General election 2019: A simple guide to the Alliance Party
The Alliance Party lost the only Westminster seat it had in 2015, when Naomi Long failed to retain it.
She managed a shock win in 2010 to take the East Belfast seat off the Democratic Unionist Party (DUP), defeating then leader Peter Robinson.
Alliance also has eight MLAs (members of the Northern Ireland Assembly) and one MEP.
Who is the leader?
Naomi Long has been in charge of the party since 2016.
Until May 2019, she represented East Belfast in the Northern Ireland Assembly but stood down from the role after she was elected to the European Parliament.
Five key election pledges
The Alliance Party's main manifesto pledges include:
- Backing a people's vote and protecting the economy from no deal
- Hold urgent talks to restore power-sharing led by an independent mediator
- Invest in health care, education and skills
- Strong support for integrated education
- Supports the voting age being lowered to 16
Where does it stand on Brexit?
The party is staunchly pro-European.
During the EU referendum campaign in 2016, the party strongly advocated for remain - and has since called for Northern Ireland to be allocated some form of special status - which would allow it to remain closely aligned to the EU in certain areas.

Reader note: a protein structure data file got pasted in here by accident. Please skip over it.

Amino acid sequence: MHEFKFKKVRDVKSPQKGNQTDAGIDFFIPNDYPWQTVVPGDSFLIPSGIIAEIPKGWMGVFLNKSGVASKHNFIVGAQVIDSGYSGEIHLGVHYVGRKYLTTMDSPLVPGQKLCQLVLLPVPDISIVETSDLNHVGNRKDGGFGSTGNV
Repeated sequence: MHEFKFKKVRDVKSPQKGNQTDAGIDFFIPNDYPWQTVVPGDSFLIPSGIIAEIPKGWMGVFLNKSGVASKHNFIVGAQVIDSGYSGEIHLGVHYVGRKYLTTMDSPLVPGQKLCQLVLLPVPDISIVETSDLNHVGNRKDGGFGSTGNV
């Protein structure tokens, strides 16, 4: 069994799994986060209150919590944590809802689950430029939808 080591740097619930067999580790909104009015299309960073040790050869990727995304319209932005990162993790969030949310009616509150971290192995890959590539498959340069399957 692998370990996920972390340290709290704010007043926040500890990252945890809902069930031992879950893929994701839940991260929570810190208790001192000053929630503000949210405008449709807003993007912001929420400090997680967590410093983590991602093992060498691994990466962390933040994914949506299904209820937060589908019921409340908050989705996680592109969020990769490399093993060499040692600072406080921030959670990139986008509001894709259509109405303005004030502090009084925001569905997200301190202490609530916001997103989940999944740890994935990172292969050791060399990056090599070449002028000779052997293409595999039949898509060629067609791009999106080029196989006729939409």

Naomi Long has described Boris Johnson's Brexit deal as "the worst of both worlds" and wants the deal to be put to another referendum.
In this election, Alliance is refusing to stand aside in any constituencies to help other pro-remain candidates, arguing that pacts are anti-democratic - but other pro-remain parties have called on Alliance to reconsider.
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What else does it stand for?
The party is liberal and describes itself as progressive.
It allows its members a conscience vote on social issues, but in recent years changed its stance to wholly support same-sex marriage.
Alliance Party policy in a tweet
What is the Alliance Party's history?
The cross-community Alliance Party was set up in 1970 and has long been Northern Ireland's fifth-largest party overall.
It was formed in response to the rapidly worsening violence taking place, known as the Troubles, and originally represented moderate and non-sectarian unionism - but over time, it has come to represent wider liberal and non-sectarian concerns.
In the Northern Ireland Assembly, it is designated as neither unionist nor nationalist but other.